Employers often state that promoting DEIB initiatives is a top priority, and they ask us how best to improve on the start they’ve made (or how to get on board in a meaningful way for the first time). For those less versed in this space, DEIB stands for Diversity, Equity, Inclusion and Belonging. The ‘belonging’ component is a more recent addition to the acronym. According to Gallup, in a ‘culture of belonging’ employees are appreciated for what they bring to the group, there is a genuine desire for meaningful relationships, and there is an appreciation for the differences between people. In addition to leading to a happier workplace, it’s no surprise that fostering a culture of belonging makes good business sense. Gallup found that if more employees believed that their opinions counted, “organizations could reduce turnover by as much as 27%, safety incidents by 40%, and increase productivity by 12%.”Continue Reading Respect in the Workplace Policies: An Employer’s Starting Point for DEIB Initiatives
While there’s info that can help employers navigate employment issues DIY, there are still situations where you need an employment lawyer. …
Continue Reading Time to Call in the Pros: When Do You Need an Employment Lawyer?
Toronto Mayor John Tory shocked the city last week by announcing his resignation due to an intimate relationship with one of his staff. Whatever your opinions about infidelity or John Tory may be, the scandal is a reminder to employers that workplace relationships may develop outside of professional boundaries. At best, these professional-turned-personal connections lead to a healthy and happy relationship for the employees in question. They put up professional boundaries while at work, you get a wedding invitation in the mail and, bonus, they can now carpool to the office. Not all relationships will not follow such a seamless trajectory, however, and can lead to significant disruption and ethical and legal conundrums for an employer. A Relationships at Work policy sets expectations to help avoid those bumpier roads.Continue Reading When Professional and Personal Lives Mingle: Managing Workplace Romances
Every February, Canadians across the country celebrate the incredible achievements and honour the legacy of Black Canadians during Black History Month. The official theme of this year’s Black History Month is “Ours to tell”. This theme is all about engaging in an open dialogue and committing to learning more about the stories Black Canadians and Black communities have to tell about their histories, successes, sacrifices and triumphs. With a commitment to open dialogue in mind, let’s talk about creating an equitable, inclusive and safe workplace.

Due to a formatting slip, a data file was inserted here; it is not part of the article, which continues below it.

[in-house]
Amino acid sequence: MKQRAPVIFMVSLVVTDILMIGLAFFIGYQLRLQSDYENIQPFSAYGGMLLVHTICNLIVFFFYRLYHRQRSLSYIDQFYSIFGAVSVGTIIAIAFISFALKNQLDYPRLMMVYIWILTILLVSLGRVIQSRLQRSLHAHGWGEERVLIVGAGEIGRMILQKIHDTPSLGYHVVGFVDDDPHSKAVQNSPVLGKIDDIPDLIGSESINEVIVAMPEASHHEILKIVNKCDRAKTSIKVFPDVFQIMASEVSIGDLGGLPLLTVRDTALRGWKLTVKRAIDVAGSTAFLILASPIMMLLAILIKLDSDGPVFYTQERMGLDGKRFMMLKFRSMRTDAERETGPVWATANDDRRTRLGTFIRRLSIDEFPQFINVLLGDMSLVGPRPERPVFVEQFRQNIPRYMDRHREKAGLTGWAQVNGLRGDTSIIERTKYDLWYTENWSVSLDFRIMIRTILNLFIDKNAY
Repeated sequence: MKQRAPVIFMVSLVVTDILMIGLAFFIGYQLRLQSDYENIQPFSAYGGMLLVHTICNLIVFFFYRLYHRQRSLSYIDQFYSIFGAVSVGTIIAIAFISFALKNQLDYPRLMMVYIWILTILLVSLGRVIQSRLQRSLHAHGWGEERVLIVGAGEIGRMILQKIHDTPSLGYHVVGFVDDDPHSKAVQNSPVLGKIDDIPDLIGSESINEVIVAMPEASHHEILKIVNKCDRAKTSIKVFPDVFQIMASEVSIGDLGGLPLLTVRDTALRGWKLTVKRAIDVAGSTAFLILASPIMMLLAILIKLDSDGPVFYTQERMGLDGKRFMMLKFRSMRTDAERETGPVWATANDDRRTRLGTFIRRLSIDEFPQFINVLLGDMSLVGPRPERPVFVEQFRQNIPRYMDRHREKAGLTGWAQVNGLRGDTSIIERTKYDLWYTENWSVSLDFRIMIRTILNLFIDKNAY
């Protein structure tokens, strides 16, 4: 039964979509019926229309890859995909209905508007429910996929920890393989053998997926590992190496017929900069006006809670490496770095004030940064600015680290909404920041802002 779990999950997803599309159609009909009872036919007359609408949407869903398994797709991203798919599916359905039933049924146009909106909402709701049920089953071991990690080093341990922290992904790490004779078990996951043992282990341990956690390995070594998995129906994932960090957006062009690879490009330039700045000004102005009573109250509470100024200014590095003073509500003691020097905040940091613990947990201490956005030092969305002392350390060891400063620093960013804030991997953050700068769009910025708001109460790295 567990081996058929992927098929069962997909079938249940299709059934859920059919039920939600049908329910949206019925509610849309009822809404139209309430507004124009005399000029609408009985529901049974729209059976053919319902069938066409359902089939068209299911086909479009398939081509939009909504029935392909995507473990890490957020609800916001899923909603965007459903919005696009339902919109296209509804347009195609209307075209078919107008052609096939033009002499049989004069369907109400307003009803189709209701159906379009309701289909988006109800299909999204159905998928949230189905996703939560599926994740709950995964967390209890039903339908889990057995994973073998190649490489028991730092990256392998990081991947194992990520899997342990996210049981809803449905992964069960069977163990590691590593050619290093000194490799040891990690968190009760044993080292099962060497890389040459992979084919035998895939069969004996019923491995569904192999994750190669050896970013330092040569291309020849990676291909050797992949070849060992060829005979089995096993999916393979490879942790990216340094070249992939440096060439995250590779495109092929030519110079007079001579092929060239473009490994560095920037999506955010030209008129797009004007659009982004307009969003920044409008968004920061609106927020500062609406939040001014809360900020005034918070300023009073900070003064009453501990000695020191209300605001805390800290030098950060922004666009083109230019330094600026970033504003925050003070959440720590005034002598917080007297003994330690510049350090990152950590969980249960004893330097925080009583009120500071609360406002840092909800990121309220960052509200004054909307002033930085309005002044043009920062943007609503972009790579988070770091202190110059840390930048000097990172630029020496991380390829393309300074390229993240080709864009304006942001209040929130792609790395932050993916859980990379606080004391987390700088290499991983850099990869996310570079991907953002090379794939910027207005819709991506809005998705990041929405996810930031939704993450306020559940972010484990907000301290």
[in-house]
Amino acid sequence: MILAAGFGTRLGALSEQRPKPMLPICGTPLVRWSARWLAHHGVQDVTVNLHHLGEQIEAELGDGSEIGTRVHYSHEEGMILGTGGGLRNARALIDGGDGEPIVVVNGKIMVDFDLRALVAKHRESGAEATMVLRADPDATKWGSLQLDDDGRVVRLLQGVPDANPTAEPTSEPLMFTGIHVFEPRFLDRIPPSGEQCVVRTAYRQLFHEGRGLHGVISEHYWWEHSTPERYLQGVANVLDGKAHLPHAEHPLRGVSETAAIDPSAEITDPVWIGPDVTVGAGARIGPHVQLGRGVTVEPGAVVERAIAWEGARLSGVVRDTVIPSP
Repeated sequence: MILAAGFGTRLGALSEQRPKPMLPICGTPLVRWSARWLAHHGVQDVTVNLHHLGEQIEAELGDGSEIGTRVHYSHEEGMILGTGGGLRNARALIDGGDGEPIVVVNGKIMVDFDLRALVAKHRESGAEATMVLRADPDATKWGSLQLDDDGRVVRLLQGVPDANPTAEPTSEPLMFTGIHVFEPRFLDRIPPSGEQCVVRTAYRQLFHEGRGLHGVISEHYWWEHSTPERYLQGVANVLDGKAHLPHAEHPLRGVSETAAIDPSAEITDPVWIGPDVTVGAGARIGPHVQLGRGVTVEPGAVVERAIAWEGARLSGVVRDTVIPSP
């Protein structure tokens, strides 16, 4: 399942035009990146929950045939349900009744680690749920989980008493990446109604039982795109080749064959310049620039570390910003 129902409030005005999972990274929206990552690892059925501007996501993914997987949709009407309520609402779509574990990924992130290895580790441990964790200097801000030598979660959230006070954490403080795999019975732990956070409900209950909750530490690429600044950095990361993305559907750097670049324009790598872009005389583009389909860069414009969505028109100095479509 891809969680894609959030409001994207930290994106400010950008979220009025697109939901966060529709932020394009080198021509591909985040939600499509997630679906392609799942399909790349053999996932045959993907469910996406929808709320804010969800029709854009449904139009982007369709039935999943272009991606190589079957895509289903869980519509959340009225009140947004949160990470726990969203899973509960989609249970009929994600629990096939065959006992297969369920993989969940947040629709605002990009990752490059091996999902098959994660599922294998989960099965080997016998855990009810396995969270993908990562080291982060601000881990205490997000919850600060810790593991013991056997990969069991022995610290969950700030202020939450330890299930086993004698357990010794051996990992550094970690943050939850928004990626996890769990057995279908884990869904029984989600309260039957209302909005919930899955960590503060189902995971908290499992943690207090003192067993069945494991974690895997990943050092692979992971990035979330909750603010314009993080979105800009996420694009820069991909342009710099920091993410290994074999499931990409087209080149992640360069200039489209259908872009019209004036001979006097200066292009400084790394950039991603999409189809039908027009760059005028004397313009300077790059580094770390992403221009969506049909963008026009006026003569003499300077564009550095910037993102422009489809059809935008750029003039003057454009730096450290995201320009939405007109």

What do Equity, Diversity and Inclusion really mean?
Equity, Diversity and Inclusion (EDI) are often talked about, but what do these words really mean when it comes to the workplace? By way of definition, diversity is about a workplace’s composition, inclusion ensures everyone has a voice and is heard, and equity is about making sure everyone has what they need to succeed. This does not mean employees are all treated equally. Employers need to be aware of disadvantaged, vulnerable and marginalized workers and ensure they have fair opportunities at work. Continue Reading An Open Dialogue: Black History Month
Post #MeToo we have more and more dialogue about sexual harassment and sexual assault. There has been significant discussion in the areas of what constitutes consent and the power imbalances that exist in the workplace. For those reasons, some employers prohibit intimate contact between employees. Employers take this stance, because they know they could be liable for the sexual misconduct of an employee, whether the misconduct was perpetrated against another employee, a client, or otherwise.
Sexual assault is often discussed as a criminal offence however, frequently we see these allegations arise in the workplace as sexual harassment. Employees can report the conduct in the workplace and/or to the police and pursue a civil lawsuit against the alleged perpetrator and their employer. This can lead to investigations, police involvement, and defending a civil lawsuit. It is best to speak to counsel early in the process, involve your insurer if you have employer insurance or litigation insurance, and educate yourself about the process. Burying your head in the sand will not be effective when dealing with these types of serious allegations.
Continue Reading Employer Liability Post #MeToo
Hello Friends of SpringLaw!
We hope your summer has gone well!